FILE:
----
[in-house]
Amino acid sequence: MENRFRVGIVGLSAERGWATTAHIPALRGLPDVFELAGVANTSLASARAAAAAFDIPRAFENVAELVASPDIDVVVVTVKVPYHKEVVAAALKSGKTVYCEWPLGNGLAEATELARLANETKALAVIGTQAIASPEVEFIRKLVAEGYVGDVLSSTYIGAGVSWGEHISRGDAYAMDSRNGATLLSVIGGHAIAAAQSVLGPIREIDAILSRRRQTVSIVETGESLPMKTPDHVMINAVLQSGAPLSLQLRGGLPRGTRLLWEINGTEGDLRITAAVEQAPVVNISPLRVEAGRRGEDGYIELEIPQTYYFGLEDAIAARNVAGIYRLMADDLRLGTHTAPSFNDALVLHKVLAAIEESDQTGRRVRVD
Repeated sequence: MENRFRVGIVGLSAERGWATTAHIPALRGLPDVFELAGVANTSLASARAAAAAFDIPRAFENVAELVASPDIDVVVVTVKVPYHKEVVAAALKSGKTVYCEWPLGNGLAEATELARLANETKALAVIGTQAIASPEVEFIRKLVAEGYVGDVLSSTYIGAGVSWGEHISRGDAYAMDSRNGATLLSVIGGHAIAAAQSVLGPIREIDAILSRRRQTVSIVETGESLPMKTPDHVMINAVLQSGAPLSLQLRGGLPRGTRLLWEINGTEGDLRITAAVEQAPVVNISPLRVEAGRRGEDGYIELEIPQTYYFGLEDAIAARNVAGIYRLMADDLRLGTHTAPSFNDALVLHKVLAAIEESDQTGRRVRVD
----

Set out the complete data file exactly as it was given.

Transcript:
[in-house]
Amino acid sequence: MENRFRVGIVGLSAERGWATTAHIPALRGLPDVFELAGVANTSLASARAAAAAFDIPRAFENVAELVASPDIDVVVVTVKVPYHKEVVAAALKSGKTVYCEWPLGNGLAEATELARLANETKALAVIGTQAIASPEVEFIRKLVAEGYVGDVLSSTYIGAGVSWGEHISRGDAYAMDSRNGATLLSVIGGHAIAAAQSVLGPIREIDAILSRRRQTVSIVETGESLPMKTPDHVMINAVLQSGAPLSLQLRGGLPRGTRLLWEINGTEGDLRITAAVEQAPVVNISPLRVEAGRRGEDGYIELEIPQTYYFGLEDAIAARNVAGIYRLMADDLRLGTHTAPSFNDALVLHKVLAAIEESDQTGRRVRVD
Repeated sequence: MENRFRVGIVGLSAERGWATTAHIPALRGLPDVFELAGVANTSLASARAAAAAFDIPRAFENVAELVASPDIDVVVVTVKVPYHKEVVAAALKSGKTVYCEWPLGNGLAEATELARLANETKALAVIGTQAIASPEVEFIRKLVAEGYVGDVLSSTYIGAGVSWGEHISRGDAYAMDSRNGATLLSVIGGHAIAAAQSVLGPIREIDAILSRRRQTVSIVETGESLPMKTPDHVMINAVLQSGAPLSLQLRGGLPRGTRLLWEINGTEGDLRITAAVEQAPVVNISPLRVEAGRRGEDGYIELEIPQTYYFGLEDAIAARNVAGIYRLMADDLRLGTHTAPSFNDALVLHKVLAAIEESDQTGRRVRVD